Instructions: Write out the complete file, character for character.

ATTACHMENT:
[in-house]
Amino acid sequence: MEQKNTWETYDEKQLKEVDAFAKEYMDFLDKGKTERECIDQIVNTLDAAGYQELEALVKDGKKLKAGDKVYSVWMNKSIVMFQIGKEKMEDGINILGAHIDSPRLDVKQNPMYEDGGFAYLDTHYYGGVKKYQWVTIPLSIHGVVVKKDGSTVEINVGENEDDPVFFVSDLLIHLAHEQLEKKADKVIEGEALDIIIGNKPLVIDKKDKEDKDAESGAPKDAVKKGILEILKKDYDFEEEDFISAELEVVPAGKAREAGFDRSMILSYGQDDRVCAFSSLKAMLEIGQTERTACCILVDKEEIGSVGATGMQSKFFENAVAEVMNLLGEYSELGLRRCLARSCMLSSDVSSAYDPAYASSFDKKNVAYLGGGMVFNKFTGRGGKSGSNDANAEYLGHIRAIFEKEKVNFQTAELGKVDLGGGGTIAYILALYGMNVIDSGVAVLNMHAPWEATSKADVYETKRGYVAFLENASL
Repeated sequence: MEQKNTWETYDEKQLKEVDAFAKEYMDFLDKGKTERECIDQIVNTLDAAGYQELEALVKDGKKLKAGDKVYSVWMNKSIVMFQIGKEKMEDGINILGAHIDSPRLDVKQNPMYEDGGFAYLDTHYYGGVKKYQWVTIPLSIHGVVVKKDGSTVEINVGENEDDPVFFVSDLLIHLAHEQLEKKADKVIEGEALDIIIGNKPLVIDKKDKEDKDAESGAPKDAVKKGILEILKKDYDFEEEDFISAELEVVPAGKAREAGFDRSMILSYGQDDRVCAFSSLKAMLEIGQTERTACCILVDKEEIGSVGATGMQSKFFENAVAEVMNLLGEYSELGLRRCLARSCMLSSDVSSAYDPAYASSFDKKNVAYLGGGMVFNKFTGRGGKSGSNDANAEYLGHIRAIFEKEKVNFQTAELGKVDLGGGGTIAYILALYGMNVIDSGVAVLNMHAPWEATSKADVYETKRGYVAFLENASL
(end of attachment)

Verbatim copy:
[in-house]
Amino acid sequence: MEQKNTWETYDEKQLKEVDAFAKEYMDFLDKGKTERECIDQIVNTLDAAGYQELEALVKDGKKLKAGDKVYSVWMNKSIVMFQIGKEKMEDGINILGAHIDSPRLDVKQNPMYEDGGFAYLDTHYYGGVKKYQWVTIPLSIHGVVVKKDGSTVEINVGENEDDPVFFVSDLLIHLAHEQLEKKADKVIEGEALDIIIGNKPLVIDKKDKEDKDAESGAPKDAVKKGILEILKKDYDFEEEDFISAELEVVPAGKAREAGFDRSMILSYGQDDRVCAFSSLKAMLEIGQTERTACCILVDKEEIGSVGATGMQSKFFENAVAEVMNLLGEYSELGLRRCLARSCMLSSDVSSAYDPAYASSFDKKNVAYLGGGMVFNKFTGRGGKSGSNDANAEYLGHIRAIFEKEKVNFQTAELGKVDLGGGGTIAYILALYGMNVIDSGVAVLNMHAPWEATSKADVYETKRGYVAFLENASL
Repeated sequence: MEQKNTWETYDEKQLKEVDAFAKEYMDFLDKGKTERECIDQIVNTLDAAGYQELEALVKDGKKLKAGDKVYSVWMNKSIVMFQIGKEKMEDGINILGAHIDSPRLDVKQNPMYEDGGFAYLDTHYYGGVKKYQWVTIPLSIHGVVVKKDGSTVEINVGENEDDPVFFVSDLLIHLAHEQLEKKADKVIEGEALDIIIGNKPLVIDKKDKEDKDAESGAPKDAVKKGILEILKKDYDFEEEDFISAELEVVPAGKAREAGFDRSMILSYGQDDRVCAFSSLKAMLEIGQTERTACCILVDKEEIGSVGATGMQSKFFENAVAEVMNLLGEYSELGLRRCLARSCMLSSDVSSAYDPAYASSFDKKNVAYLGGGMVFNKFTGRGGKSGSNDANAEYLGHIRAIFEKEKVNFQTAELGKVDLGGGGTIAYILALYGMNVIDSGVAVLNMHAPWEATSKADVYETKRGYVAFLENASL